Thursday, April 24, 2008

Book Review: The Mysterious Universe

On this day in 1990, the Hubble Telescope was launched. Named after astronomer Edwin P. Hubble, "the Hubble Space Telescope is a large, space-based observatory which has revolutionized astronomy by providing unprecedented deep and clear views of the Universe, ranging from our own solar system to extremely remote fledgling galaxies forming not long after the Big Bang 13.7 billion years ago." Now in its sixteenth year of operation, it has had four servicing missions, with the fifth and final servicing mission set for August 28, 2008 which will further its continued success through the year 2013.

Edwin Hubble was the first astronomer to discover that the universe is expanding. A new book, The Mysterious Universe: Supernovae, Dark Energy, and Black Holes written by Ellen Jackson with photographs and illustrations by Nic Bishop (Houghton Mifflin, 2008), takes an in depth look at the expanding universe.

Following the format of other successful books in the Scientists In the Field series (Tarantula Scientist, Snake Scientist, Quest for the Tree Kangaroo, Looking for Life in the Universe) Jackson and Bishop follow Dr. Alex Fillippenko and his High-Z Supernova Search Team to Mauna Kea volcano in Hawaii, where they will study space phenomena and look for supernovae, dying stars that explode with the power of billions of hydrogen bombs.

Long, long ago and far, far away, a huge explosion rocked a distant galaxy. Tonight, billions of years later, a few tiny bits of light from that event have finally reached Earth, where they've just left a telltale trace on astronomer Alex Filippenko's monitor.
"Wahoo!" he shouts. "We nailed it. We've got a Type 1a (One-A) supernova!"
He jumps up and gives everyone a high-five. Alex is a whirlwind, full of energy and always on the go. Maybe that's why he studies supernovae, some of the greatest explosions in the universe.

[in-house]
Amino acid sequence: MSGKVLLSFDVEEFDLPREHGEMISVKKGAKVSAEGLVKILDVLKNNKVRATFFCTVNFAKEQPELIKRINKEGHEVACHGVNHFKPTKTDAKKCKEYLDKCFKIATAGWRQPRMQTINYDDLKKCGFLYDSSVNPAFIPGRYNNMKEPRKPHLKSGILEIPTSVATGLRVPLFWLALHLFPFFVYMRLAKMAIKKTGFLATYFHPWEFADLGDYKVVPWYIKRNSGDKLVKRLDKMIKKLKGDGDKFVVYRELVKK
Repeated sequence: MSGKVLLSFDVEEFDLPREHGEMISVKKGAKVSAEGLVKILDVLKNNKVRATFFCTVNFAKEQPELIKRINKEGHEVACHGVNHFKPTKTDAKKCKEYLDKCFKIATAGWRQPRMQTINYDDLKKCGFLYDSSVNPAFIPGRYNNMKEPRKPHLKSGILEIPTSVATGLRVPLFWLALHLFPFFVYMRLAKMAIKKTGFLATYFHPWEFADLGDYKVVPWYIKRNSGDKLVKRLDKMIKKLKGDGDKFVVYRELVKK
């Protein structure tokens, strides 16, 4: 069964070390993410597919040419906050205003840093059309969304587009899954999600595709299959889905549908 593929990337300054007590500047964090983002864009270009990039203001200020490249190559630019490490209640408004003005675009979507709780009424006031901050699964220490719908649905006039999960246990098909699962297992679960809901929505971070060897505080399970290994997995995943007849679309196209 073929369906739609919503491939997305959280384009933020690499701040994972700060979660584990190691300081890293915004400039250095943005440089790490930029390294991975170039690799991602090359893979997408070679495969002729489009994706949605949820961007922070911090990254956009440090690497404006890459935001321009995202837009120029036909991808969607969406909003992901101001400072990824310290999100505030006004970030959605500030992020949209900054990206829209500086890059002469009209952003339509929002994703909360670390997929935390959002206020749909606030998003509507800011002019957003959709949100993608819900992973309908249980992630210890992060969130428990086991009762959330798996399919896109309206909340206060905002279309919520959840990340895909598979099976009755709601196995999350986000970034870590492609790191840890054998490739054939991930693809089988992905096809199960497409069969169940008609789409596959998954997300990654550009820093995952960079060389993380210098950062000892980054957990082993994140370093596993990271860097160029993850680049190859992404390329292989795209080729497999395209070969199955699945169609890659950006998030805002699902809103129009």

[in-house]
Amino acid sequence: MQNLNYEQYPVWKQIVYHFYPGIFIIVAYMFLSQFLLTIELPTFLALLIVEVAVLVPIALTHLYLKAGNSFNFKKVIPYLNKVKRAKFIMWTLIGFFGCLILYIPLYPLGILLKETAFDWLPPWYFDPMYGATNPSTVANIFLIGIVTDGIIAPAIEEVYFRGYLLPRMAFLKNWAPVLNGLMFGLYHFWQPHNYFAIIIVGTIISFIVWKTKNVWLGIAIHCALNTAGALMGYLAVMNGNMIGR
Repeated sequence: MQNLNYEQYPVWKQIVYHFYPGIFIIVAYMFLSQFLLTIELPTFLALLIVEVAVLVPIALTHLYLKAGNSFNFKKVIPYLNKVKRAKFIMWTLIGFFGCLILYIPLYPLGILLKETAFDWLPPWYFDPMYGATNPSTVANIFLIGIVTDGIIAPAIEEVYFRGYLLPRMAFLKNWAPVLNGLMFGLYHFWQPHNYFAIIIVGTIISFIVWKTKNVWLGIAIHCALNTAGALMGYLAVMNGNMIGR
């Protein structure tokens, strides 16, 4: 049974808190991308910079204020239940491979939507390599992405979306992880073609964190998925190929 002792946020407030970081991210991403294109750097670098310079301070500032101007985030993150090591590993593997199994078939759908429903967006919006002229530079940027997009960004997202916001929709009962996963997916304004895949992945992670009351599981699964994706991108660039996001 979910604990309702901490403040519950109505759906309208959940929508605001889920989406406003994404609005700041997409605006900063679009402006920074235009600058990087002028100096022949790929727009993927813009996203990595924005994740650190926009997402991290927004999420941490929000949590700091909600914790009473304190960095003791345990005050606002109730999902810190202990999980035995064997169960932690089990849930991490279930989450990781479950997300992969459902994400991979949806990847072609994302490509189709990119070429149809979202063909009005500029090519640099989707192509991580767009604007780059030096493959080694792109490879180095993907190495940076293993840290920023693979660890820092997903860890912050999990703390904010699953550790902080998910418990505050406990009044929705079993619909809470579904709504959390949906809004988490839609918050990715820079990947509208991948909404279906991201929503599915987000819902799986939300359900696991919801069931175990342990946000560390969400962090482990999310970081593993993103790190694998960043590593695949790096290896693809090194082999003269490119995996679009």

This opening scene from the first section of the book titled, A Blast from the Past, takes place in the Keck telescope control room in Waimea, Big Island, Hawaii. You can't help but get caught up in the excitement, which is what I really enjoy about all of the books in this series. Each book captures the passion and enthusiasm of the scientist featured ,which sheds a refreshing light on the stereotypical "boring" job of the scientist.

I especially enjoy how Jackson characterizes Alex as not only an academic, but as a multifaceted individual that kids (and everyone) can relate to:

Alex liked science even as a child. He once found a female spider and brought her inside, hiding her under the stairs. Soon the house was full of baby spiders. He brought magnets to school and played with them for hours, dragging them through the sand in the sandbox to pick up iron filings.
But, the school counselor didn't recognize him as a budding scientist. She thought Alex spent too much time with the magnets instead of with other children. "I don't know why she was concerned," says Alex. "I had friends. We used to play Red Rover together. I was really good at it." then he adds with a smile, "She also thought I ate too many peanut butter and jelly sandwiches."

Alex has also won awards for his unique teaching and research: "He uses music, balls, doughnuts, and even T-shirt diagrams to help explain astronomical ideas to his students" and on Halloween he dresses up as a black hole. Alex--who teaches at UC Berkeley--has been awarded Best Professor on Campus five times! On his free time, he likes to play tennis, hike, and boogie board.

Jackson weaves information explaining supernovae, black holes, and dark energy with Alex Filippenko's research and Nic Bishop's amazing photographs and illustrations resulting in a clearly written, understandable, interesting and enjoyable book that upper elementary and middle school kids will find fascinating and interesting.

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